Cryptocurrency, which Investopedia defines as a digital currency that is created and managed through the use of advanced encryption techniques, has been on the forefront of the bubble in the global fintech space in recent years.
Cryptocurrencies like Bitcoin, among others, are digital currencies and are outside the control of the banks, regulatory agencies or governments.
Businesses are already accepting these virtual currencies in exchange for payment, with Nigeria not left out as companies are already raising funds via Initial Coin Offerings.
Asides accepting digital currency for payment, another means of owning it is through anonymous online exchanges. Bitcoin, which is definitely the most popular cryptocurrency, as at March 1, 2018 exchanged for ₦3.85 million to a coin. And $3.69 billion was traded on exchanges in the 24 hours preceding March 1, 2018.
Is it a lucrative venture to put your money into? The answer from a cryptocurrency evangelist is definitely going to be affirmative. Some advocates of the market are even taking to public buses to preach the potential in investing in digital currencies. I just wish I made that up, but I didn’t — I got a flyer from a bus last year inviting me to a seminar about making quick cash investing in cryptocurrencies.
But the Central Bank of Nigeria (CBN) on the other hand says that neither are these currencies nor their exchange platforms licensed or under any regulatory body.
According to the apex bank:
“Transactions in virtual currenciess are largely untraceable and anonymous making them susceptible to above by criminals, especially in money laundering and financing of terrorism. Virtual currencies are traded in exchange platforms that are unregulated, all over the world. Consumers may therefore lose their money without any legal redress in the event these exchangers collapse or close business.”
Cryptocurrencies are subject to various forms of market manipulation which questions the integrity and volatility of the digital currency market. Sure, market manipulation is not really new nor peculiar to virtual currencies, but the unregulated status of the market makes it more volatile.
Dave Partner, who I may consider an advocate of digital currency, appears to be on the same side with the CBN on this. He believes the anonymity status of the market only protects the investors from the outside system. However, caution is key. He said: “Invest only what you can afford to lose because of price volatility.”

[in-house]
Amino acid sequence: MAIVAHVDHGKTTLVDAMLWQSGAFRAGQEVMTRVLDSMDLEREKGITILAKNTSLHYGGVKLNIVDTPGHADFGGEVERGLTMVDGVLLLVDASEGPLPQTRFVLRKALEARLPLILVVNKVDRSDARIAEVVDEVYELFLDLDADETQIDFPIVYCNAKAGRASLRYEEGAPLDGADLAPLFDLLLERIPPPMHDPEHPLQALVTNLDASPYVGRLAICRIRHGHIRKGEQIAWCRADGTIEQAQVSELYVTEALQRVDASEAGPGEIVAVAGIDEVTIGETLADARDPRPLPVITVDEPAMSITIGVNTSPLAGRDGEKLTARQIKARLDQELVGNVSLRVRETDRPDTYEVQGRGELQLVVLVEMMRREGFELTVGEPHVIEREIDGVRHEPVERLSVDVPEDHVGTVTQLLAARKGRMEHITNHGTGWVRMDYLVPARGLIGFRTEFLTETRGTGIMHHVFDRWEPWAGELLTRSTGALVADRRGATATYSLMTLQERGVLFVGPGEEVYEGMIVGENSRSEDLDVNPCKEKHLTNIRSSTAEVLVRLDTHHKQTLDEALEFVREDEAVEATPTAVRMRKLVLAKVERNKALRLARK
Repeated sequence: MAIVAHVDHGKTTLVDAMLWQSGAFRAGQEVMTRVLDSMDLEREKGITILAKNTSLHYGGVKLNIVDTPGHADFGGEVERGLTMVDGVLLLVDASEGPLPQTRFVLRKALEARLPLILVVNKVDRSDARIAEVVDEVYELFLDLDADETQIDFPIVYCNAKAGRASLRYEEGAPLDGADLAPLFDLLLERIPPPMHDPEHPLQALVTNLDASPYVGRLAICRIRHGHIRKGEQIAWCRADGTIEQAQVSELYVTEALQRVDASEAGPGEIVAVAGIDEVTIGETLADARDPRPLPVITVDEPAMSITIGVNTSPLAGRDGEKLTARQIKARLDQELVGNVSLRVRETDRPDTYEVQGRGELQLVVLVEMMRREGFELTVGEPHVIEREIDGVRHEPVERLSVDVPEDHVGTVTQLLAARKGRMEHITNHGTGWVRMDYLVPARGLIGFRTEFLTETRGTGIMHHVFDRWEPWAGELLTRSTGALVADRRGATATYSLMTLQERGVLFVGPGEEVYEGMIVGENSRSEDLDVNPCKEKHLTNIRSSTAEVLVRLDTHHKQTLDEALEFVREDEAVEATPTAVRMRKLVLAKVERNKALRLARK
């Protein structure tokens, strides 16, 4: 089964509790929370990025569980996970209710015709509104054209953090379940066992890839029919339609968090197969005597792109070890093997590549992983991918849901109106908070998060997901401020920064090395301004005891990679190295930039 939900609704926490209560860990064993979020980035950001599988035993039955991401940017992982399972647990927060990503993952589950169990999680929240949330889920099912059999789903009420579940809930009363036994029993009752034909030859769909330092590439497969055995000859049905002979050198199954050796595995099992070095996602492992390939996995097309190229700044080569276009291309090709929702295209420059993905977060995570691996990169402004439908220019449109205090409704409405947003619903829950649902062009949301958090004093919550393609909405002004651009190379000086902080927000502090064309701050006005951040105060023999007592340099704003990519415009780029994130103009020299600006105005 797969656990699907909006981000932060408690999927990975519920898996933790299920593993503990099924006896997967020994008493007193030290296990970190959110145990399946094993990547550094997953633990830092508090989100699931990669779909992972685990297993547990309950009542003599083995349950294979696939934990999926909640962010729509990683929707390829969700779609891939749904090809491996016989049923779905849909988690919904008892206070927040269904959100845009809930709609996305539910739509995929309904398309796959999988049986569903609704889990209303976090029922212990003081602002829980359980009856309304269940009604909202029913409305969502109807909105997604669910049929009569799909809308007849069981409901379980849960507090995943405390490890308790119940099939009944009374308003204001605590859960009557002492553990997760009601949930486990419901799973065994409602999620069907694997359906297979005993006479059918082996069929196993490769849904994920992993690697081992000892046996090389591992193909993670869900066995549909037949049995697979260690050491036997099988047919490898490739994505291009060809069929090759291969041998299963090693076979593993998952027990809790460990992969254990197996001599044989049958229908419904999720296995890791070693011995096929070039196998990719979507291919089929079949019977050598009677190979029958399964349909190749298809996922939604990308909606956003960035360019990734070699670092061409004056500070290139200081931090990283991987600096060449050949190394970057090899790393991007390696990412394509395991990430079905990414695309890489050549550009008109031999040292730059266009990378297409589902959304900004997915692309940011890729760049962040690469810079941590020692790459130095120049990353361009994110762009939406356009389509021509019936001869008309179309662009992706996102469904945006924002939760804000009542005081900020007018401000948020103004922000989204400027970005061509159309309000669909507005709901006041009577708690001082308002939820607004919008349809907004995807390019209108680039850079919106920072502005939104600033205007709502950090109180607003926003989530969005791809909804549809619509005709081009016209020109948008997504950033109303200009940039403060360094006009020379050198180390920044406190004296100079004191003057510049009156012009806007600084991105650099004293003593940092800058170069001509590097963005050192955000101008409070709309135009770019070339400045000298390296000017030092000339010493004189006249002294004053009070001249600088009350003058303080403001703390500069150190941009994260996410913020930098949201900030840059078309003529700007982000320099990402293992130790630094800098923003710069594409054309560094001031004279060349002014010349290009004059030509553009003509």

So I put up a question on Quora about the relationship between cryptocurrency and the formal banking sector. A Supreme Strategist at Bitcoin Cash, Steven Ho, sees no reason why the formal banking sector can’t co-exist with Bitcoin (he was specific). According to him, Bitcoin will tear down the formal financial system and the best case would be to have an evolved financial system where it exists side-by-side with banks.
“Bitcoin will be the catalsyt that displaces the domination of ‘dishonest’ fiats (first phase is Gresham’s Law, second phase is Thiel’s Law). Governments and banks will need to transform themselves into more transparent and accountable entities to stay relevant.
Remember how difficult it was initially for motor cars to compete with horses? The good news for Fiat currency is that horses are still around.”
For Dave Smith, cryptocurrency is not a threat as fiat money can take on the attributes of blockchain easily in the event that central banks are issuing blockchain.
“In the non conventional way crypto is a deterrent to crazy actions by those who manage fiat. i.e. if central banks tomorrow decide to print crazy amounts of money, there would be a mass exodus of fiat into crypto and other currencies/commodities. Combined with the anonymous nature of cryptocurrency, this subjects central bank actions to scrutiny by market forces and this is the real threat.”
Just as time is the currency in the 2011 sci-fi movie, In Time, is there the possibility of digital currency taking the place of physical money?
Maybe no, considering that tax collection would be difficult and it might end up being a perfect tool for money laundering and other criminal activities. Bill Gates, former Microsoft CEO, believes digital currencies are causing death in a fairly direct way as they are being used to purchase illegal drugs.
Or we might end up having a cordial relationship between the formal banking sector and virtual currency market.